Pesticides are bad, um 'kay. Not only are they harmful to your family, but they are also terrible for your pets. You probably know this and don't use pesticides. You've fostered an eco-friendly lawn and garden. But what about those neighbors? The ones with the HumVee, the jet ski and other cliched non-green vehicle? What about them? How can you keep your cat and dog safe from their pesticides?
NorthWest K9 has some advice for us that I think might help.
1.Go door to door and ask your neighbors how often they plan to apply pesticides. In rural areas, your county may spray the roadside with pesticides or deploy pesticides via crop duster. You may be able to convince the county to steer clear of your property.
2.It is your legal right to be notified about pesticides in your neighborhood.
Inform your neighbors and their spraying service in writing that you have animals on your property. Request that you must be informed 48 hours before any spraying or application is commenced to adequately protect your animals. While you likely do not have the right to prohibit adjacent property owners from legal applications of pesticides/herbicides, you do have the legal right to adequate notice and protective measures as outlined in the official federal label for each product. The "label" is the federally-mandated information sheet about each pesticide that details its manufacturer, ingredients, toxicity, warnings, legal uses, and treatments in case of exposure. Additional local laws and regulations may also apply.
3.Federal law states that the sprayer of pesticides must have the pesticide label on them at all times. Ask to see the label.
4.Keep your pets away from exposure for label-recommended time period.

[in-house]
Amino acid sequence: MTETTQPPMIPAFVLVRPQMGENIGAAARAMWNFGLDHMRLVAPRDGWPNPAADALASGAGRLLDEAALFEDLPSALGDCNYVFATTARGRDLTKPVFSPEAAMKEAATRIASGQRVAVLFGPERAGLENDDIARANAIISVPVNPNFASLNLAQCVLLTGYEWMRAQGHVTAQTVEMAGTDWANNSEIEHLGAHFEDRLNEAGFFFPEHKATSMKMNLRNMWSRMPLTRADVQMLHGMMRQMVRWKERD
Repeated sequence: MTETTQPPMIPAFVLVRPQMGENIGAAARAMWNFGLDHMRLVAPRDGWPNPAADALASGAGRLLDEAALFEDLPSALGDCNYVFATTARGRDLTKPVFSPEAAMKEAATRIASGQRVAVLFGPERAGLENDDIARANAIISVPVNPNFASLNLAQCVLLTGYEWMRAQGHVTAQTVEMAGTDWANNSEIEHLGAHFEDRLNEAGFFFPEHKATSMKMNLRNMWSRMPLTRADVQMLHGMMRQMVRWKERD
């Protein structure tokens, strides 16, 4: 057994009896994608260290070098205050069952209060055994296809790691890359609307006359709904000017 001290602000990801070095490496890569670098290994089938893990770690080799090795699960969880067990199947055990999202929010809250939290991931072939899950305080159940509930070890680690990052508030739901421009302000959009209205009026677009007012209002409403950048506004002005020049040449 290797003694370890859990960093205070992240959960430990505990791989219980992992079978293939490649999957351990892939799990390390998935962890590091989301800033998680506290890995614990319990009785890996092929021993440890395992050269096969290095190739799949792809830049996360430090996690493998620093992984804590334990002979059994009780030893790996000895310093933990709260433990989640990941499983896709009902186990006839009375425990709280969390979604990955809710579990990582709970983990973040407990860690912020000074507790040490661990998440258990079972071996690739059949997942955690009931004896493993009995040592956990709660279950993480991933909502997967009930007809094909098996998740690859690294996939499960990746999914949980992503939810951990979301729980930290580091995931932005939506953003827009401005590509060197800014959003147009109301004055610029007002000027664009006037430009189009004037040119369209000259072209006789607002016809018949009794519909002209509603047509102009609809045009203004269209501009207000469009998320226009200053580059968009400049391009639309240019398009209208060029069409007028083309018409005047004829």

5.Be demanding. Demand that your neighbors and their spraying company follow the safety guidelines to the letter. Demand that your receive 48 hours notice. Check your local and state laws to see what other demands you have the right to make.
6.If your pet is exposed to pesticide, check the pesticide label for treatment guidelines and call a vet or The Animal Poison Control Center.
It is important to know the type of pesticide because the treatment that cures one type of poison will aggravate another type of poison.
7.Report the incident.
Report the incident to your regional Department of Agriculture/Pesticide Spraying Department. Request that an investigator come to your property to thoroughly investigate the incident, and to conduct tests to determine the presence of toxic chemicals on your property. Request a copy of their report for your reference if future action against the sprayer is warranted.
Report the incident to all local, regional, and state agencies in your area with jurisdiction over environmental issues and/or the use of pesticides and hazardous materials.
For more info check out Northwest K9.